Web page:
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A recent scenario brought up questions of HIPAA compliance during an emergency, such as patient exhibiting erratic behavior.
Every practice has had to deal with difficult patients from time to time. However, some patients turn out to be more than any practice or physician are prepared to handle.
I recently worked with a long time client in handling a situation with a challenging patient. This patient had not been seen in the practice for over two years, but would often call demanding to talk with different providers and would berate staff and physicians alike. None of the calls had anything to do with her medical care or needs. These episodes would often be followed by calls from family members apologizing for the patient's behavior, suggesting she was not taking her prescribed medications.
After the last contact with the patient, our client sought legal guidance. We sent a letter on behalf of the practice formally terminating the patient, in accordance with recommended guidelines. The letter also demanded that the patient no longer contact the practice or its providers, or engage in further harassment. The patient thereafter contacted our law office and "thanked" us for the letter. She sounded very pleasant and calm.
A month later, the patient again contacted the clinic. This time, however, she threatened the practice and its physicians with physical harm and the practice began to worry. Should they be doing something more? Should they call the police? Should they contact family members? Were they overreacting? The client called our office immediately to discuss and, mid- discussion, the patient called again suggesting she was physically on her way to the practice's office. Her words indicated the practice should be ready to "protect itself from her." Truly alarmed, the client contacted the police without hesitation.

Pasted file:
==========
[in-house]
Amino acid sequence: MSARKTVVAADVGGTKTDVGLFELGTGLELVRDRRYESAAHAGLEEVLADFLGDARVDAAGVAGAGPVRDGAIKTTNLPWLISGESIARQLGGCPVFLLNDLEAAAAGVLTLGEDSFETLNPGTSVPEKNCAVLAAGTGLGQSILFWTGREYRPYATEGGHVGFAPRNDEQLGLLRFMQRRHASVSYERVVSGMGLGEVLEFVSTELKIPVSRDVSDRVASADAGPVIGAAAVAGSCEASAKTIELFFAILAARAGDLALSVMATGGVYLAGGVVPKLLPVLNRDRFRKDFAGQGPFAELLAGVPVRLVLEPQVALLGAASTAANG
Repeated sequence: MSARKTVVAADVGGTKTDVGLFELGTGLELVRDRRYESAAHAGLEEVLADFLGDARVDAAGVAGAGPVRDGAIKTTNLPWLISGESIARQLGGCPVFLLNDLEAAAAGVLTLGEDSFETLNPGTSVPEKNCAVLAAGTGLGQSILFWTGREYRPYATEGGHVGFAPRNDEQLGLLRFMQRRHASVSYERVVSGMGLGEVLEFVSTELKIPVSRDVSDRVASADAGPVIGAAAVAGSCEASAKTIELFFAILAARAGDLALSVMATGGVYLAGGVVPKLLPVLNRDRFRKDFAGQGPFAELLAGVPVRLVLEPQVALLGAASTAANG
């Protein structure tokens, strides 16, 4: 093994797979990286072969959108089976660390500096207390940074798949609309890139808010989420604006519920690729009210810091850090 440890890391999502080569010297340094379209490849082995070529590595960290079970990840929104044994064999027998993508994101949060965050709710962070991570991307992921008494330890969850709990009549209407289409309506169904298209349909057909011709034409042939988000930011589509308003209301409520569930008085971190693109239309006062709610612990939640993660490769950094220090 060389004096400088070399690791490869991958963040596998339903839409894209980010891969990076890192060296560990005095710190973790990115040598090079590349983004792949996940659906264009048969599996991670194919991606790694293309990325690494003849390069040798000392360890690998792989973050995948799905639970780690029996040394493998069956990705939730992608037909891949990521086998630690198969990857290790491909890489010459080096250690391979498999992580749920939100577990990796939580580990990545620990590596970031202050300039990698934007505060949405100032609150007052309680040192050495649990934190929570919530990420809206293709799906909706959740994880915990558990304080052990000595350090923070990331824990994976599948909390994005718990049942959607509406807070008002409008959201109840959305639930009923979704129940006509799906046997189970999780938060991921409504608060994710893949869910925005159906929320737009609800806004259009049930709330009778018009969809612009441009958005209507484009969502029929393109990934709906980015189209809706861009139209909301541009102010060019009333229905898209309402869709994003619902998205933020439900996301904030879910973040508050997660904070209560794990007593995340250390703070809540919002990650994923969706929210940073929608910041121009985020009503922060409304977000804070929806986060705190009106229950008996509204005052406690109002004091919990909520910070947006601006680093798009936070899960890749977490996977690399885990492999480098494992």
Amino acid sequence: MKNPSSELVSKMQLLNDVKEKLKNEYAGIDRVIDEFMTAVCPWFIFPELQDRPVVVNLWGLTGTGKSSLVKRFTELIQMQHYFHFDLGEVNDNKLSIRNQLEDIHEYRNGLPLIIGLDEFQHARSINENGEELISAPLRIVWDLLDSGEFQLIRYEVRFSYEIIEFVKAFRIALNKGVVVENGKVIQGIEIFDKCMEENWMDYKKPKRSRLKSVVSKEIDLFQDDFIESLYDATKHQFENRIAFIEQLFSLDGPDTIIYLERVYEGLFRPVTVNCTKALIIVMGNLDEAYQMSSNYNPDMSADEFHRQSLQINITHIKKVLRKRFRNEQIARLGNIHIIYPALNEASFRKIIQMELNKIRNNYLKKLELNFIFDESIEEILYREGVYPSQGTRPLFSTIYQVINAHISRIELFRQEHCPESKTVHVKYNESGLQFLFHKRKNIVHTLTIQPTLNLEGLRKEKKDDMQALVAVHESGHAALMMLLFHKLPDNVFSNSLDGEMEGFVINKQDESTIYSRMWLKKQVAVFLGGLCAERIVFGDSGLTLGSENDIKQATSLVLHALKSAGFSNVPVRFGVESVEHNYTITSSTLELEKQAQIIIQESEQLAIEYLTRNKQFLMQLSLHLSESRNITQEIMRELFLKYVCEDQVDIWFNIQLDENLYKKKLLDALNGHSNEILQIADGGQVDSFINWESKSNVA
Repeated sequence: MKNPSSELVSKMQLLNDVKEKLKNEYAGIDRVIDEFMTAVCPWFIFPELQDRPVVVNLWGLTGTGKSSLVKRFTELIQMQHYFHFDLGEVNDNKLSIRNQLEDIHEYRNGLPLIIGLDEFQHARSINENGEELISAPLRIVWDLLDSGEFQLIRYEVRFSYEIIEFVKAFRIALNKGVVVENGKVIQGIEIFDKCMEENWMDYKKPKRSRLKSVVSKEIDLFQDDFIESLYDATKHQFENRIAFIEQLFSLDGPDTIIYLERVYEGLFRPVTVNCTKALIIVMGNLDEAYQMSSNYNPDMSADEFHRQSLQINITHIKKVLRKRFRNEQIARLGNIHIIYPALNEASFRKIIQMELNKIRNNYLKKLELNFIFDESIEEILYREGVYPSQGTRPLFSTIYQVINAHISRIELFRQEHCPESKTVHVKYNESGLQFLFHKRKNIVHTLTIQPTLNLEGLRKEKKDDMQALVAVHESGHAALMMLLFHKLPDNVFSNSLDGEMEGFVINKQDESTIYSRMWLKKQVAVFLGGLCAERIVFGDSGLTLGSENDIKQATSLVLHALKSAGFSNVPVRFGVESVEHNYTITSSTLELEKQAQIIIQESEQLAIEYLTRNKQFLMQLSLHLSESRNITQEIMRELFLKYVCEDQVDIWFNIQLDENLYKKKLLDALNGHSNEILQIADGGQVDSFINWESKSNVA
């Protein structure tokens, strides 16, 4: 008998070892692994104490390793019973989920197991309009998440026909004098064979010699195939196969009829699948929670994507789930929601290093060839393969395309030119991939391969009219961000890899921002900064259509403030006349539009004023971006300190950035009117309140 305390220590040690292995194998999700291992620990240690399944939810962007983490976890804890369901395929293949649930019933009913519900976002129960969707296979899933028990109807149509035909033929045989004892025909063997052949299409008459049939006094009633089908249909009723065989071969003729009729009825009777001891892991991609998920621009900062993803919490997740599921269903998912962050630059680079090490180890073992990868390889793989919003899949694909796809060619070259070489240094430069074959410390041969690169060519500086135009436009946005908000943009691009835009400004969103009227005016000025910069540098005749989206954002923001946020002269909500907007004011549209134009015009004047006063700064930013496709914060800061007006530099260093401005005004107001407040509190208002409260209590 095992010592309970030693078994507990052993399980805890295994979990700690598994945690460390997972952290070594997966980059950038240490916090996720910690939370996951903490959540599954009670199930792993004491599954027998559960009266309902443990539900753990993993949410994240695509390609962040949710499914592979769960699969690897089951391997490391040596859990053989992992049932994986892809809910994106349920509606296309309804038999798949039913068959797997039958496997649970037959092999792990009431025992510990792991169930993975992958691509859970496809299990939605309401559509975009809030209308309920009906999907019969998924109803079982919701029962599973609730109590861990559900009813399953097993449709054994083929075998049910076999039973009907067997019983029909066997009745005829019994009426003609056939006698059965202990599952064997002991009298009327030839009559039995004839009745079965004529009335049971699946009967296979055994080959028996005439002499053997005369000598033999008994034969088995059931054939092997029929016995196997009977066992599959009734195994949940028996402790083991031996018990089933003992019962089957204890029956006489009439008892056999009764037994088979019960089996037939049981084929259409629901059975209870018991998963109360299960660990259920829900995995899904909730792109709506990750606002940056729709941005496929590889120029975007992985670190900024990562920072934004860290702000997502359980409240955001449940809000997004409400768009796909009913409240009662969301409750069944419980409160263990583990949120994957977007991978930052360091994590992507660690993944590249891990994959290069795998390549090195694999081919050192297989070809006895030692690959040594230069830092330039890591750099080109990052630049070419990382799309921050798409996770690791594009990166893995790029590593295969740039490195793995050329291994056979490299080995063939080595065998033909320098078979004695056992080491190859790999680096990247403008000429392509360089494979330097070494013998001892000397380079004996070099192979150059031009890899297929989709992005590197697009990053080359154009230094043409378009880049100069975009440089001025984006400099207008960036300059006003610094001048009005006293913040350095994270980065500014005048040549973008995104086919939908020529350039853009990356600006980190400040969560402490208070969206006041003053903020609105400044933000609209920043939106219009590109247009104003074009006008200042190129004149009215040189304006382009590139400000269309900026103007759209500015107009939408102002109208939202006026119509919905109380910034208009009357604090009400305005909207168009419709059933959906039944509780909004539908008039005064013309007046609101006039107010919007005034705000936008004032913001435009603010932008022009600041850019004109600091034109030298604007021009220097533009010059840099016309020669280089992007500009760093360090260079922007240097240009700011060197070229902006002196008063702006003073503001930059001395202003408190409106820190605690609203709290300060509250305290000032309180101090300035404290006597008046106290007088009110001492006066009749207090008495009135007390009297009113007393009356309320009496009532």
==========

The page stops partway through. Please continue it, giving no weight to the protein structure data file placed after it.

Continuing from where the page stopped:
One of the most interesting questions to arise out of this situation is whether or not the practice should have called the patient's family members. The patient was not under treatment of anyone in the practice, although her contact information and other data was related to the period of time when she had been a patient, and would likely be considered protected health information (PHI). Moreover, the patient appeared to view the practice as her healthcare provider. Would HIPAA have allowed the practice to reach out to family?
Another incident which recently occurred in our practice, which raises similar issues, is the case of a patient exhibiting behavior and specific threats of self-harm, which created concern for our physician client. This client contacted us to find out whether he was able to contact the patient's family to let them know of his concerns, without implicating HIPAA.
From a strictly HIPAA perspective, there should be no concern about violating HIPAA in the event of either one of the fact scenarios described above. Physicians can share patient information under the HIPAA privacy rule in an emergency situation when necessary to treat a patient, to protect the public and for other critical purposes. For example, a covered entity may share PHI with a patient's family members, relatives, friends or other persons identified by the patient as involved in the patient's care. A covered entity also may share information about a patient as necessary to identify, locate and notify family members, guardians, or anyone else responsible for the patient's care, of the patient's location, general condition, or death. This may include, where necessary to notify family members and others, the police, the press, or the public at large. Additionally, healthcare providers may share patient information with anyone as necessary to prevent or lessen a serious and imminent threat to the health and safety of a person or the public - consistent with applicable law and the provider's standards of ethical conduct. It is, however, important to note that even in an emergency situation, covered entities must still continue to implement reasonable safeguards to protect PHI against intentional or unintentional impermissible uses and disclosures.
Fortunately, both of the above situations worked out well in the sense that everyone is safe and alive. The suicidal patient's family was contacted and he is receiving appropriate treatment. With regard to the other patient, the police were able to locate her at her home and admitted her for hospital care upon a display of erratic and disturbing behavior. The practice is currently considering whether an Order of Protection is appropriate.
Make sure you and your practice staff are educated and prepared to deal with emergent patient issues. HIPAA is intended to protect patient privacy and does not prohibit a covered entity from using PHI when reasonably necessary to protect patients, practice staff or the public from harm.